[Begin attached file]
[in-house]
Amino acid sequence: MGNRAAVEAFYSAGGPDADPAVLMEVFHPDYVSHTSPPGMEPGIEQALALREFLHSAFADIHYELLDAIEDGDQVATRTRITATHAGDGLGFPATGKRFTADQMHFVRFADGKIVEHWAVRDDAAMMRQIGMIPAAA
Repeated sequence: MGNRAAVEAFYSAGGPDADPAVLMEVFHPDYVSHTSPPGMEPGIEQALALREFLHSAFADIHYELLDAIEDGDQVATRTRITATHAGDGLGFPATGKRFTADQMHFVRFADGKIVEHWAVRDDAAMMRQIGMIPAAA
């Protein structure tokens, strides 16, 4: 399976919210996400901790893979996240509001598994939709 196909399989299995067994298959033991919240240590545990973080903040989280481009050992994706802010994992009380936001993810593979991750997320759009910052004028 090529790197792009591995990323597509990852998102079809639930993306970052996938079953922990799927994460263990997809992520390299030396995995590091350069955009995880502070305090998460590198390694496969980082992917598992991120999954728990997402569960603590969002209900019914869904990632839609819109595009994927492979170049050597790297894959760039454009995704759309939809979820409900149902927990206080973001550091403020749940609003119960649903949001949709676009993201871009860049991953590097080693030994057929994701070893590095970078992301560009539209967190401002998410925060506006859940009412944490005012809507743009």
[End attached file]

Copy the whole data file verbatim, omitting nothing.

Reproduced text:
[in-house]
Amino acid sequence: MGNRAAVEAFYSAGGPDADPAVLMEVFHPDYVSHTSPPGMEPGIEQALALREFLHSAFADIHYELLDAIEDGDQVATRTRITATHAGDGLGFPATGKRFTADQMHFVRFADGKIVEHWAVRDDAAMMRQIGMIPAAA
Repeated sequence: MGNRAAVEAFYSAGGPDADPAVLMEVFHPDYVSHTSPPGMEPGIEQALALREFLHSAFADIHYELLDAIEDGDQVATRTRITATHAGDGLGFPATGKRFTADQMHFVRFADGKIVEHWAVRDDAAMMRQIGMIPAAA
């Protein structure tokens, strides 16, 4: 399976919210996400901790893979996240509001598994939709 196909399989299995067994298959033991919240240590545990973080903040989280481009050992994706802010994992009380936001993810593979991750997320759009910052004028 090529790197792009591995990323597509990852998102079809639930993306970052996938079953922990799927994460263990997809992520390299030396995995590091350069955009995880502070305090998460590198390694496969980082992917598992991120999954728990997402569960603590969002209900019914869904990632839609819109595009994927492979170049050597790297894959760039454009995704759309939809979820409900149902927990206080973001550091403020749940609003119960649903949001949709676009993201871009860049991953590097080693030994057929994701070893590095970078992301560009539209967190401002998410925060506006859940009412944490005012809507743009």